Is Data Easy? Part II

Two weeks ago, I wrote a rather ambiguous post. It hinted at how data can be easy when a dedicated group of people divides and conquers the problem together. It also suggested that it’s not all that simple.

Both are infested with ambiguity.

This post puts ambiguity forward again but in a different way.

The toughest problem in software is understanding what the customer needs. At least two things are necessary to get it right. The first is a proper understanding of what the customer says. The second is translating what the customers think they need into what really makes their lives easier.

Say a customer wants “sales by month.” What could be simpler and clearer? Where is the ambiguity in that? Well, it depends on who said it and in what context.

Salespeople need the value of signed contracts because that’s what their commission is based on.

Operations people need the invoiced amount because it says how much work was delivered. Finance people need the invoiced amount, including taxes, because it says how much money should be collected. Or, the salespeople may need the invoiced amount, including taxes because they must report it to the finance people. 

Not that bad so far. But wait, it can get much more complicated very quickly. Do the sales include returns? Voids? How about discounts? All discounts or only a certain kind? The whole discounts, or just a portion? Always the same portion? Taxes? (Please, don’t get me started on taxes.) At least the “month” portion is easy, right? Or is it? Is this a regular calendar or a manufacturing calendar? Fiscal numbering? Are we taking the time zone of the contract into effect? Which timezone?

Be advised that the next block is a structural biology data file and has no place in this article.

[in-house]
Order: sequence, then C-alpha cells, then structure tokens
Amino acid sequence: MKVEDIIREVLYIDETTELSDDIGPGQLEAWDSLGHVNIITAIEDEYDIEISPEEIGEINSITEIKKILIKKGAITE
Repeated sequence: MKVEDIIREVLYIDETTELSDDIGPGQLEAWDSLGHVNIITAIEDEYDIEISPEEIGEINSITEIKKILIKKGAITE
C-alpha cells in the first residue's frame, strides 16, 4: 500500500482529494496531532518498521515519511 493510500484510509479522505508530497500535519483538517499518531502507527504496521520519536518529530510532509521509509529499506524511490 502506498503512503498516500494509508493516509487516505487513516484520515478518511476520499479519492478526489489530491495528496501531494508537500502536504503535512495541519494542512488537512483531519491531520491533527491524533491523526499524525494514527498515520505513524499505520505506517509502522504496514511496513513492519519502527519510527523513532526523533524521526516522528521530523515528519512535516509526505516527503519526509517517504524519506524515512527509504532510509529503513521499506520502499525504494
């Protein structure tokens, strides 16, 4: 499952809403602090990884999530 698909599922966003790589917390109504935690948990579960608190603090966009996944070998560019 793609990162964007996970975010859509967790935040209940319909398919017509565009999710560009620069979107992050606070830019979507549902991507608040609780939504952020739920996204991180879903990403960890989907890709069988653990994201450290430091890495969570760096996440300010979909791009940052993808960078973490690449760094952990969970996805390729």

Is it always the same timezone, or does it depend on the wording? Signing date, submission date, activation date, posting date or approval date? 

What makes “doing data” seem deceptively simple is the human ability to deal with ambiguity in language very effectively. Like-minded people use very few words (often ambiguous) to communicate clearly and efficiently. They share a very non-trivial common context in which the words can be understood.

However, even for like-minded people, the common understanding breaks down when it comes down to data and the level of precision required. People would often assume that they understand what the other person is saying. But more often than not, “revenue by month” means different things even to long-time co-workers.

At Infostrux, our job is to remove the ambiguity by breaking the language down into a myriad of small, simple details so that even a machine can get it. 

It is not easy.

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